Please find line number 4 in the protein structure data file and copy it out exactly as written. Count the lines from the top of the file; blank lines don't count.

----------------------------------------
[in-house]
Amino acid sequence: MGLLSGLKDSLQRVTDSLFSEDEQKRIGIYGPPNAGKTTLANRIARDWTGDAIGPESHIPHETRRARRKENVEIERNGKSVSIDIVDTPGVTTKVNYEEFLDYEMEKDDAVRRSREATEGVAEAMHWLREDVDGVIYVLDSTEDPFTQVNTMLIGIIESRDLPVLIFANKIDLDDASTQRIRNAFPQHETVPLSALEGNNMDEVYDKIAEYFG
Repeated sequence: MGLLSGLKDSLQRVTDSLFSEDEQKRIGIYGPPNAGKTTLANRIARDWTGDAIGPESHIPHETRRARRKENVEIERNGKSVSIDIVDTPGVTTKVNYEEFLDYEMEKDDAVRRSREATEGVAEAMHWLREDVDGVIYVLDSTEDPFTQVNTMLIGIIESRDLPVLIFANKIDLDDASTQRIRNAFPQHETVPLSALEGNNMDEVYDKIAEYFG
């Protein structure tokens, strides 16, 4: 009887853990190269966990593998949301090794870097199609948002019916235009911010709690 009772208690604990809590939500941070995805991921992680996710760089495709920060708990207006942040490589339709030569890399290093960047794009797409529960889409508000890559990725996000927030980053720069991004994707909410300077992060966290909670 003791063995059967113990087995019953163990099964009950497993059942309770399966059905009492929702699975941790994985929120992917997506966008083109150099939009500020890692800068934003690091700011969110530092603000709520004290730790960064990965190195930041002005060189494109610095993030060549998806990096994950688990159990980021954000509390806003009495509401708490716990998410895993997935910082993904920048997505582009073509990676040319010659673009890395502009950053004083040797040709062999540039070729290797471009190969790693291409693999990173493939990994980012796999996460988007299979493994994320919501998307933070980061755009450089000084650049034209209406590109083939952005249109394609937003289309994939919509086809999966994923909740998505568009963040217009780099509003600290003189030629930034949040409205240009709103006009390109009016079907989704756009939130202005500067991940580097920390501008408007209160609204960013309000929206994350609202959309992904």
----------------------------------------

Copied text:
């Protein structure tokens, strides 16, 4: 009887853990190269966990593998949301090794870097199609948002019916235009911010709690 009772208690604990809590939500941070995805991921992680996710760089495709920060708990207006942040490589339709030569890399290093960047794009797409529960889409508000890559990725996000927030980053720069991004994707909410300077992060966290909670 003791063995059967113990087995019953163990099964009950497993059942309770399966059905009492929702699975941790994985929120992917997506966008083109150099939009500020890692800068934003690091700011969110530092603000709520004290730790960064990965190195930041002005060189494109610095993030060549998806990096994950688990159990980021954000509390806003009495509401708490716990998410895993997935910082993904920048997505582009073509990676040319010659673009890395502009950053004083040797040709062999540039070729290797471009190969790693291409693999990173493939990994980012796999996460988007299979493994994320919501998307933070980061755009450089000084650049034209209406590109083939952005249109394609937003289309994939919509086809999966994923909740998505568009963040217009780099509003600290003189030629930034949040409205240009709103006009390109009016079907989704756009939130202005500067991940580097920390501008408007209160609204960013309000929206994350609202959309992904």